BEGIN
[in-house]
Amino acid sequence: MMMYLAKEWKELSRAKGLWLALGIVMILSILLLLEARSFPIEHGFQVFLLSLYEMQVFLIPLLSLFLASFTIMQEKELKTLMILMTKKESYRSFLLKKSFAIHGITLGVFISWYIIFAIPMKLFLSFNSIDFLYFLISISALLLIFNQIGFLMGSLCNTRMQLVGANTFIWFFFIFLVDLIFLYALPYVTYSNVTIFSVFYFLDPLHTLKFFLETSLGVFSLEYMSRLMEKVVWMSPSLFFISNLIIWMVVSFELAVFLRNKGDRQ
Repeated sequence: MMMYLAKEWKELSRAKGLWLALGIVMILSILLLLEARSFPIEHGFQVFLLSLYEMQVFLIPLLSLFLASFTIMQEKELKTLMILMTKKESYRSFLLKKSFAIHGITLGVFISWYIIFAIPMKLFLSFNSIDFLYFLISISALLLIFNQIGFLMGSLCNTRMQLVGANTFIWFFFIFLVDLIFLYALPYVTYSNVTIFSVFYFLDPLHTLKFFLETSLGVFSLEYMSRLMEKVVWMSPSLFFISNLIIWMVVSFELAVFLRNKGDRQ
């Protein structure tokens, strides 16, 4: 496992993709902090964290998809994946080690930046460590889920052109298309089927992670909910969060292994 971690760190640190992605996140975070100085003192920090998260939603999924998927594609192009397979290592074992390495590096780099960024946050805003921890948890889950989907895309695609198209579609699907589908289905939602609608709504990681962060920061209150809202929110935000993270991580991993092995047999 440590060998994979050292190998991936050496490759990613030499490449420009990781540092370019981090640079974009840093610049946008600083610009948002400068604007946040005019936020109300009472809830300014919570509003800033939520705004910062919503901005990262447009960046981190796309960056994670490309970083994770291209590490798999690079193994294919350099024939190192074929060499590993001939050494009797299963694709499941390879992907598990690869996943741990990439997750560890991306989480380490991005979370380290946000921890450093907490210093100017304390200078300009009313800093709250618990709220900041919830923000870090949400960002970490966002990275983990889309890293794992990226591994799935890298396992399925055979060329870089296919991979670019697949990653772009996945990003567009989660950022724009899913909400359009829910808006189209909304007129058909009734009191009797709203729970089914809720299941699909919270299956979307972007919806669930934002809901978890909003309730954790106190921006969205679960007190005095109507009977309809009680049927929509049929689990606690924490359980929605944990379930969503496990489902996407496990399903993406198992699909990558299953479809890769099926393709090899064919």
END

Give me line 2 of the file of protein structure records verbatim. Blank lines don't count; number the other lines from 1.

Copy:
Amino acid sequence: MMMYLAKEWKELSRAKGLWLALGIVMILSILLLLEARSFPIEHGFQVFLLSLYEMQVFLIPLLSLFLASFTIMQEKELKTLMILMTKKESYRSFLLKKSFAIHGITLGVFISWYIIFAIPMKLFLSFNSIDFLYFLISISALLLIFNQIGFLMGSLCNTRMQLVGANTFIWFFFIFLVDLIFLYALPYVTYSNVTIFSVFYFLDPLHTLKFFLETSLGVFSLEYMSRLMEKVVWMSPSLFFISNLIIWMVVSFELAVFLRNKGDRQ